How do you respond to that?

You’d better have a good answer ready at any time because ultimately, your business depends on it.

First off, you have to understand that you add a lot of value to this transaction. You’re not just a handyman hired to do the labor. You’re a professional contractor. That means you not only know how to install a pump, you also understand the whole system. You know how all the components work together, and more importantly, WHY. You know when a system is too big or too small. You know how to troubleshoot. You can use your meters to determine whether a system is working properly, whether it is functioning below optimal performance, or whether any component is completely shot. You’re the expert.

Fine, you say, but this guy doesn’t care. He knows he needs to replace his submersible pump (or his jet pump or his tank or…) and none of that other stuff matters to him. To that I say you know what you’re doing. You’ve done scores of these, probably hundreds. You offer speed and efficiency and—oh by the way—professional grade products you know the homeowner can count on for years. Those products also allow you to offer better warranty coverage. Again, you know what you’re doing. When we’re talking water systems, downtime is critical. Your expertise is worth a lot. Continue reading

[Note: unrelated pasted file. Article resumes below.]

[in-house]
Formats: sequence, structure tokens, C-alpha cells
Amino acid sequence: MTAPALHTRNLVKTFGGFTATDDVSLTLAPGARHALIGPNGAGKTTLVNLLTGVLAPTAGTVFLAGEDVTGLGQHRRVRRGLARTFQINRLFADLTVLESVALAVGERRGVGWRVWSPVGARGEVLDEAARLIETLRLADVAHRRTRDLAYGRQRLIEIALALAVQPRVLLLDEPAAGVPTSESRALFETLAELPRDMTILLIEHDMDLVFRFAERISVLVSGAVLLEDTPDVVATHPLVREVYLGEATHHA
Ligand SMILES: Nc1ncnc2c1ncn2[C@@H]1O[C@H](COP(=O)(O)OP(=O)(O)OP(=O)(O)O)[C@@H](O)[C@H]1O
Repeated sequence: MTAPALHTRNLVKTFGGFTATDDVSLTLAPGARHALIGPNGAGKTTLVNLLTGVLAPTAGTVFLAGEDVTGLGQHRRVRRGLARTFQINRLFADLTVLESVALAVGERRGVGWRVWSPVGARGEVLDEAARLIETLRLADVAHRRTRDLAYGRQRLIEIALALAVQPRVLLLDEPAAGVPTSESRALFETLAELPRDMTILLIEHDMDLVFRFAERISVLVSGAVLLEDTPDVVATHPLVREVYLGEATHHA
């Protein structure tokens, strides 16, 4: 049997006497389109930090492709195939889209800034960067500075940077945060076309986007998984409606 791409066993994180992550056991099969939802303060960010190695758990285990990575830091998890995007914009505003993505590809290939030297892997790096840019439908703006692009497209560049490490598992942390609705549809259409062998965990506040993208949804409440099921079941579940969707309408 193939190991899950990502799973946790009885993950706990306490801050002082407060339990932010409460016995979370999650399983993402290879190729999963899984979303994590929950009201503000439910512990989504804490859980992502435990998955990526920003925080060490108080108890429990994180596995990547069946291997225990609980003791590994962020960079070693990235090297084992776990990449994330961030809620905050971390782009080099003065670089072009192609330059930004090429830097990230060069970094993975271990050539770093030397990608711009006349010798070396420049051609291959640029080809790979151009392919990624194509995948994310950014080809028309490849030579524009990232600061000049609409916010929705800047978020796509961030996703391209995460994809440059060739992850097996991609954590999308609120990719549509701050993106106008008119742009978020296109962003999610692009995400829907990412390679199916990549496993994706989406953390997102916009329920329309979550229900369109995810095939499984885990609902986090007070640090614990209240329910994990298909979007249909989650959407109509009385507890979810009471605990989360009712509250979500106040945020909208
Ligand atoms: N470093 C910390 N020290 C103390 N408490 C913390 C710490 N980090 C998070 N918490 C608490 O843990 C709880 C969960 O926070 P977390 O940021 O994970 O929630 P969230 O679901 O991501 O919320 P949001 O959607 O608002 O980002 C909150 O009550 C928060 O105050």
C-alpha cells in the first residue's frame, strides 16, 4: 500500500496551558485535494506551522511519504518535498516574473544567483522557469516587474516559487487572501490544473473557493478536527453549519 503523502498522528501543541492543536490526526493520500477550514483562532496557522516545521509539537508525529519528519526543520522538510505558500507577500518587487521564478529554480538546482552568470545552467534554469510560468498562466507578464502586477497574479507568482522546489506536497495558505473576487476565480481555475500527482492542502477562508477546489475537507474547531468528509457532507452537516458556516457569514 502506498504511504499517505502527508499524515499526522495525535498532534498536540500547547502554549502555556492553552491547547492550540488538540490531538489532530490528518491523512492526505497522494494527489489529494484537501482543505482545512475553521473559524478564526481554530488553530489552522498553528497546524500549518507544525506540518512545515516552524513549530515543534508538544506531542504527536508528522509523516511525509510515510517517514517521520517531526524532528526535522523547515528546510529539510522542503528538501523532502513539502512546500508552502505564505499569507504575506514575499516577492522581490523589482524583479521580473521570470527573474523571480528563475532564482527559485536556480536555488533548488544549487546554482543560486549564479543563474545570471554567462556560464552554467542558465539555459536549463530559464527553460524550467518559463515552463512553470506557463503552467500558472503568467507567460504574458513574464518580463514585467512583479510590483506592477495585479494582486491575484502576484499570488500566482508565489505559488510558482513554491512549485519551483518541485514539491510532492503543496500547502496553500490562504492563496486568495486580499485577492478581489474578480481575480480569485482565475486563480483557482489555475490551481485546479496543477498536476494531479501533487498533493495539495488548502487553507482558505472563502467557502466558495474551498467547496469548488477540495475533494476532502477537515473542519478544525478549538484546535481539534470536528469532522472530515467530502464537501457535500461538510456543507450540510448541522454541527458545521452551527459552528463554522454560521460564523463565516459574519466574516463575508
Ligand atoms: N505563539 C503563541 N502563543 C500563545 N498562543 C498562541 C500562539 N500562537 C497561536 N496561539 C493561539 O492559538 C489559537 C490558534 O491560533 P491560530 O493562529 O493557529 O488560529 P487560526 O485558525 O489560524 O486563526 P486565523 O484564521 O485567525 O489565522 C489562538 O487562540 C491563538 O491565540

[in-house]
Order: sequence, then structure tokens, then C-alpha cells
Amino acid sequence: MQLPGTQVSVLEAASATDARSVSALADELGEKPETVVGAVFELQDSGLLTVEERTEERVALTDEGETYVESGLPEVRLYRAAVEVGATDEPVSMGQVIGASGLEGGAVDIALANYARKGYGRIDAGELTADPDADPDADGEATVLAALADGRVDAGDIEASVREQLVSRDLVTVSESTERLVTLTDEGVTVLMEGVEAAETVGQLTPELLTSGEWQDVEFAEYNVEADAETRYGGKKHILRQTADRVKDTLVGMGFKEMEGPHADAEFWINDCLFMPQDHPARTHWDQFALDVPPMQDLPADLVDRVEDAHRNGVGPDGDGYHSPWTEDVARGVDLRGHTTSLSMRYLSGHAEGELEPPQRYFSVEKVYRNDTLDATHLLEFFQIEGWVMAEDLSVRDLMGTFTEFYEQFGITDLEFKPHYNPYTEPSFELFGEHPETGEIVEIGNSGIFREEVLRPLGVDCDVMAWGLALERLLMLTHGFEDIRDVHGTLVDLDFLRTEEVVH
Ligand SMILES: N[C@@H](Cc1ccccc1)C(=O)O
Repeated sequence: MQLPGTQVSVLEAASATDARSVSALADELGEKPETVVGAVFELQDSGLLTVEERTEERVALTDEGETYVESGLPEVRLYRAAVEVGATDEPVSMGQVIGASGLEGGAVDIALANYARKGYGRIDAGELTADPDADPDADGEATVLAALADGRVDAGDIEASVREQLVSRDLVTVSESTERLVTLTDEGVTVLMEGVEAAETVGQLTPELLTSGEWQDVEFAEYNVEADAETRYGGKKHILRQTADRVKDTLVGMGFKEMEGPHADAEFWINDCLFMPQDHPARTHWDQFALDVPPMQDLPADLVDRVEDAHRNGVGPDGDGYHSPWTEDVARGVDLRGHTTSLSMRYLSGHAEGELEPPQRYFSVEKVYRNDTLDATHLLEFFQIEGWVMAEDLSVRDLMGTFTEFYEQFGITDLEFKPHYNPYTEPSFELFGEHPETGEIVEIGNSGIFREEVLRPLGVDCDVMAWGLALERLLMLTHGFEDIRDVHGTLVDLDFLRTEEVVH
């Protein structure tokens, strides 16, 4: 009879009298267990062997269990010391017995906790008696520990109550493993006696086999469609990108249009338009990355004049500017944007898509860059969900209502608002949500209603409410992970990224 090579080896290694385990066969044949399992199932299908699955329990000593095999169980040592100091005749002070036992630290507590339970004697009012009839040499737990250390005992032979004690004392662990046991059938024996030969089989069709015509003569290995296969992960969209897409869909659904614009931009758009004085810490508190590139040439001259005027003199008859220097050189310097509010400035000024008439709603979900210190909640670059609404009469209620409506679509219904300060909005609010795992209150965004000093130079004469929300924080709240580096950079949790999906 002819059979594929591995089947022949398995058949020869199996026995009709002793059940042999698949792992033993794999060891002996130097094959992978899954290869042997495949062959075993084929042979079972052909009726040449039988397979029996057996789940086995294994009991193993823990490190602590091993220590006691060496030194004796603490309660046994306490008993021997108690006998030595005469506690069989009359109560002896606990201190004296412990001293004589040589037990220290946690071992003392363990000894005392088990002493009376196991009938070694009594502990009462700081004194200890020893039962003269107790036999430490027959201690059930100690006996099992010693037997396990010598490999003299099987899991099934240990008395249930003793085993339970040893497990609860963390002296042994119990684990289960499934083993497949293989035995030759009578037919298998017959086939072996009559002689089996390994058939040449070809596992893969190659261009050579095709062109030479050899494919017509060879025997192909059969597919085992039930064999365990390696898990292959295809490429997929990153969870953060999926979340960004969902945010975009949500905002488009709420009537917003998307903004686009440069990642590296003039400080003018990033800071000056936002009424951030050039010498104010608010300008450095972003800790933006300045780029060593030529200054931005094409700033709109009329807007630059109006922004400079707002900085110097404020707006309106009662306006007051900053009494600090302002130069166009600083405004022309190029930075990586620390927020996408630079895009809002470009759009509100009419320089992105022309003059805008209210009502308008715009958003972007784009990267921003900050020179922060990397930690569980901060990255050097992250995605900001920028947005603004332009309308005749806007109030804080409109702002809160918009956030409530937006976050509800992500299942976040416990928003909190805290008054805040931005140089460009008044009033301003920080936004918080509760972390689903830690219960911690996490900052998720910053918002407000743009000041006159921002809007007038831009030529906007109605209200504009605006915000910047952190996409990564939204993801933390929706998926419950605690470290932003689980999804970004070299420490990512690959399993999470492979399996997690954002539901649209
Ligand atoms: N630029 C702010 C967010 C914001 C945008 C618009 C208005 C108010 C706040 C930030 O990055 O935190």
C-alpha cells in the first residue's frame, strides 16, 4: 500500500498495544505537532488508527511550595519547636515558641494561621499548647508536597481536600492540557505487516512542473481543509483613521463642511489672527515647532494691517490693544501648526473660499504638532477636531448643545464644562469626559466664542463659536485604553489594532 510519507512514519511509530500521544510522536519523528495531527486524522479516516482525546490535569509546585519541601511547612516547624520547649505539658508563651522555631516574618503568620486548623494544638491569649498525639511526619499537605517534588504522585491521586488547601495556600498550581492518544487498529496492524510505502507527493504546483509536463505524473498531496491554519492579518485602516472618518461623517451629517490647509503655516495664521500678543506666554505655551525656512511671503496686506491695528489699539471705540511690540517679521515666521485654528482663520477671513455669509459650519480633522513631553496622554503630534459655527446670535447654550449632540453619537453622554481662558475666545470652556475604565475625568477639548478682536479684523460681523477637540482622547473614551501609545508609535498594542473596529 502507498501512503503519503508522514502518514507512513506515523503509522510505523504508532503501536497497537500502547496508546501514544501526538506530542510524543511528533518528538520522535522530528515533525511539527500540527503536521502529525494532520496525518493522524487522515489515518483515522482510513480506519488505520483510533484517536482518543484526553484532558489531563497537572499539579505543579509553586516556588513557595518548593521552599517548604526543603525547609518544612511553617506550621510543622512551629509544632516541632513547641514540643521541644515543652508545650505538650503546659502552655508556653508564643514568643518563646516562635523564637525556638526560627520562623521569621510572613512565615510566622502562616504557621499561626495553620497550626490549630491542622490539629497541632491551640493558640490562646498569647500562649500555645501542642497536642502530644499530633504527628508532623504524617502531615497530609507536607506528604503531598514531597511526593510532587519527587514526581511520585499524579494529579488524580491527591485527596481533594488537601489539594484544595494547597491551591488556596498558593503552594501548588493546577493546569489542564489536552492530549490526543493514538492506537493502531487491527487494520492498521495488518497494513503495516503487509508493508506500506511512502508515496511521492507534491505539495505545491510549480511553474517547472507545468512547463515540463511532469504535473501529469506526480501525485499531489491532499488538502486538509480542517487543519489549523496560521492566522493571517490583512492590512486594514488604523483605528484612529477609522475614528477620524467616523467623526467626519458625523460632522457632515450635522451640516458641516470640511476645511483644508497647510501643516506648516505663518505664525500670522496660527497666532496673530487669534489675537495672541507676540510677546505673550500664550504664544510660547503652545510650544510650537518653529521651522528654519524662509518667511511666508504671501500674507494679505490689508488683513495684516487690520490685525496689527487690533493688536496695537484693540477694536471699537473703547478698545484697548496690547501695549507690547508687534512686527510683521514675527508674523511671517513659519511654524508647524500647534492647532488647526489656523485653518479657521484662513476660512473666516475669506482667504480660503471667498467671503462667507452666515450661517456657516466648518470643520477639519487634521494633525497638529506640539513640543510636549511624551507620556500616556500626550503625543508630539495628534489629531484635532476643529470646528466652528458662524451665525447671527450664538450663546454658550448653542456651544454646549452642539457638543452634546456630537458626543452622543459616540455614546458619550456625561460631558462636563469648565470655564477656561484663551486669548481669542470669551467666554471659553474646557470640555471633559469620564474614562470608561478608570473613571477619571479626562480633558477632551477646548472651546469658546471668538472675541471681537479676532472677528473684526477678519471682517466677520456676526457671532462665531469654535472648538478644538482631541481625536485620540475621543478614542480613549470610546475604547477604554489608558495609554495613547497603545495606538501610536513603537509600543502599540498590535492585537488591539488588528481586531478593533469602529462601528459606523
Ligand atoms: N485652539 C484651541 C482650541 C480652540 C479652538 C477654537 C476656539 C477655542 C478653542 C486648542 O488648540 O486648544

Wait a minute, Mr. Postman

This weekend, I was sitting outside my local Starbucks enjoying what’s left of the summer sun when a US Postal Service truck pulled to the curb. The driver got out, grabbed a plastic tote from the back of the truck, and ambled to the drop box he had come to empty. Without much effort, he got the job done. All in all, it was a pretty mundane scene.

However, I took notice of this guy’s clothing. Although he sported the standard-issue postal trousers, they sagged more than a little, the plain blue t-shirt was untucked, and he wore his trendy, flat-brimmed baseball cap backward. None of it seemed very uniform-like, and he just looked sloppy. It occurred to me, “Would a guy from FedEx or UPS ever look like this?”